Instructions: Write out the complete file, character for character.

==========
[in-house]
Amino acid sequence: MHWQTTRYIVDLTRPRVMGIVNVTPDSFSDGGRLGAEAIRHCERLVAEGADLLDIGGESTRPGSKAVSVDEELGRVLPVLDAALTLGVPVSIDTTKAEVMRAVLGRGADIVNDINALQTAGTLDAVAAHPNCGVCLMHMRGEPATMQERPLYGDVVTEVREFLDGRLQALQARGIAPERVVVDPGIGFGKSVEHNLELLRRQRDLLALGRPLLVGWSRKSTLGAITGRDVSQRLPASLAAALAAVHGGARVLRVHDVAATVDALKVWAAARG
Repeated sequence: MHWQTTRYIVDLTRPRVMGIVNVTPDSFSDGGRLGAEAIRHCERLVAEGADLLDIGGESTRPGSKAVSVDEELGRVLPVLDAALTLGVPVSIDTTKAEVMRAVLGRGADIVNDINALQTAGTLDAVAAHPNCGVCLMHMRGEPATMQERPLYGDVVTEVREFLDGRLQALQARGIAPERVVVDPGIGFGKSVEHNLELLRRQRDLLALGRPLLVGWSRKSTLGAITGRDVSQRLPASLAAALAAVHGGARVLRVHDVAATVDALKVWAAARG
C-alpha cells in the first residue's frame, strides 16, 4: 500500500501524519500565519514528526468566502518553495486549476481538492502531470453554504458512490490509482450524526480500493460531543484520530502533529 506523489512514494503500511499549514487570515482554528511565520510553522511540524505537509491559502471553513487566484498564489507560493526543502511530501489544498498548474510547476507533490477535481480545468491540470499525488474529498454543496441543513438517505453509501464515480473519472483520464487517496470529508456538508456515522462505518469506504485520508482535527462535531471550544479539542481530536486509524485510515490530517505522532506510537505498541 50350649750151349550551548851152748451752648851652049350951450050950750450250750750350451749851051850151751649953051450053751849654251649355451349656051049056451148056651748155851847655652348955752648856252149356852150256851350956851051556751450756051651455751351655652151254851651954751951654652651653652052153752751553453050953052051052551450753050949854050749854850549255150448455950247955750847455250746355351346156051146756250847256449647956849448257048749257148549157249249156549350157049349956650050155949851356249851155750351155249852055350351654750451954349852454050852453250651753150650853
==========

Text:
[in-house]
Amino acid sequence: MHWQTTRYIVDLTRPRVMGIVNVTPDSFSDGGRLGAEAIRHCERLVAEGADLLDIGGESTRPGSKAVSVDEELGRVLPVLDAALTLGVPVSIDTTKAEVMRAVLGRGADIVNDINALQTAGTLDAVAAHPNCGVCLMHMRGEPATMQERPLYGDVVTEVREFLDGRLQALQARGIAPERVVVDPGIGFGKSVEHNLELLRRQRDLLALGRPLLVGWSRKSTLGAITGRDVSQRLPASLAAALAAVHGGARVLRVHDVAATVDALKVWAAARG
Repeated sequence: MHWQTTRYIVDLTRPRVMGIVNVTPDSFSDGGRLGAEAIRHCERLVAEGADLLDIGGESTRPGSKAVSVDEELGRVLPVLDAALTLGVPVSIDTTKAEVMRAVLGRGADIVNDINALQTAGTLDAVAAHPNCGVCLMHMRGEPATMQERPLYGDVVTEVREFLDGRLQALQARGIAPERVVVDPGIGFGKSVEHNLELLRRQRDLLALGRPLLVGWSRKSTLGAITGRDVSQRLPASLAAALAAVHGGARVLRVHDVAATVDALKVWAAARG
C-alpha cells in the first residue's frame, strides 16, 4: 500500500501524519500565519514528526468566502518553495486549476481538492502531470453554504458512490490509482450524526480500493460531543484520530502533529 506523489512514494503500511499549514487570515482554528511565520510553522511540524505537509491559502471553513487566484498564489507560493526543502511530501489544498498548474510547476507533490477535481480545468491540470499525488474529498454543496441543513438517505453509501464515480473519472483520464487517496470529508456538508456515522462505518469506504485520508482535527462535531471550544479539542481530536486509524485510515490530517505522532506510537505498541 50350649750151349550551548851152748451752648851652049350951450050950750450250750750350451749851051850151751649953051450053751849654251649355451349656051049056451148056651748155851847655652348955752648856252149356852150256851350956851051556751450756051651455751351655652151254851651954751951654652651653652052153752751553453050953052051052551450753050949854050749854850549255150448455950247955750847455250746355351346156051146756250847256449647956849448257048749257148549157249249156549350157049349956650050155949851356249851155750351155249852055350351654750451954349852454050852453250651753150650853